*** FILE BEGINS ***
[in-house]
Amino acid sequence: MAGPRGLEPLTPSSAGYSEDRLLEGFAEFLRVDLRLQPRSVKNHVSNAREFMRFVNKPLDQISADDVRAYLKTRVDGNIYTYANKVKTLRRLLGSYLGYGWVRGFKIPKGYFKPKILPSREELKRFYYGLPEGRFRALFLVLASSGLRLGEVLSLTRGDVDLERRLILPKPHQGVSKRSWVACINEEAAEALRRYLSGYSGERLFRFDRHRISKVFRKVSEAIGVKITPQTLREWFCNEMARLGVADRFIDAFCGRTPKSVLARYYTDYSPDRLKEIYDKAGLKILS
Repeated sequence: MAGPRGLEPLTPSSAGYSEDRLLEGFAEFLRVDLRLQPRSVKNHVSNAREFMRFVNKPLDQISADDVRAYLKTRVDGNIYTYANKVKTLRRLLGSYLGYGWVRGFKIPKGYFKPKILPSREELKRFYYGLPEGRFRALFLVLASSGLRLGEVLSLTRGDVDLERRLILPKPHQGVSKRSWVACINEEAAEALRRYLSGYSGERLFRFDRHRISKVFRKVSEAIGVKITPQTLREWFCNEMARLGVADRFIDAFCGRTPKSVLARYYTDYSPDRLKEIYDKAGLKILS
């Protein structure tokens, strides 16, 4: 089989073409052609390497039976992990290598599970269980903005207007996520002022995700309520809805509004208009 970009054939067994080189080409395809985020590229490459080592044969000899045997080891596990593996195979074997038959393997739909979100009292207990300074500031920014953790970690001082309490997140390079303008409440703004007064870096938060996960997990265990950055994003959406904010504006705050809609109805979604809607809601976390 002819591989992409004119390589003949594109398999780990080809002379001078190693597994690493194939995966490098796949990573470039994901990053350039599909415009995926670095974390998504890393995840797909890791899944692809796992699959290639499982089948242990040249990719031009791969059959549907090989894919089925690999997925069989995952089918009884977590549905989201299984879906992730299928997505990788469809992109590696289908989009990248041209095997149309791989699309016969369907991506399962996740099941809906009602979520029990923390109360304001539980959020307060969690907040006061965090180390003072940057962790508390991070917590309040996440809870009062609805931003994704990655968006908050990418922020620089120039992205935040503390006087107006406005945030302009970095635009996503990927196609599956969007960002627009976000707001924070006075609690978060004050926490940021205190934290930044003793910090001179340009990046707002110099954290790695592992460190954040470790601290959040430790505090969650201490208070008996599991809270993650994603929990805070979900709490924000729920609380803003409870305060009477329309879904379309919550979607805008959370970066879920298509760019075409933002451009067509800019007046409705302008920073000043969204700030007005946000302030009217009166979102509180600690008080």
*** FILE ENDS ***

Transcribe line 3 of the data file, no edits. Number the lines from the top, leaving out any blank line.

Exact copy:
Repeated sequence: MAGPRGLEPLTPSSAGYSEDRLLEGFAEFLRVDLRLQPRSVKNHVSNAREFMRFVNKPLDQISADDVRAYLKTRVDGNIYTYANKVKTLRRLLGSYLGYGWVRGFKIPKGYFKPKILPSREELKRFYYGLPEGRFRALFLVLASSGLRLGEVLSLTRGDVDLERRLILPKPHQGVSKRSWVACINEEAAEALRRYLSGYSGERLFRFDRHRISKVFRKVSEAIGVKITPQTLREWFCNEMARLGVADRFIDAFCGRTPKSVLARYYTDYSPDRLKEIYDKAGLKILS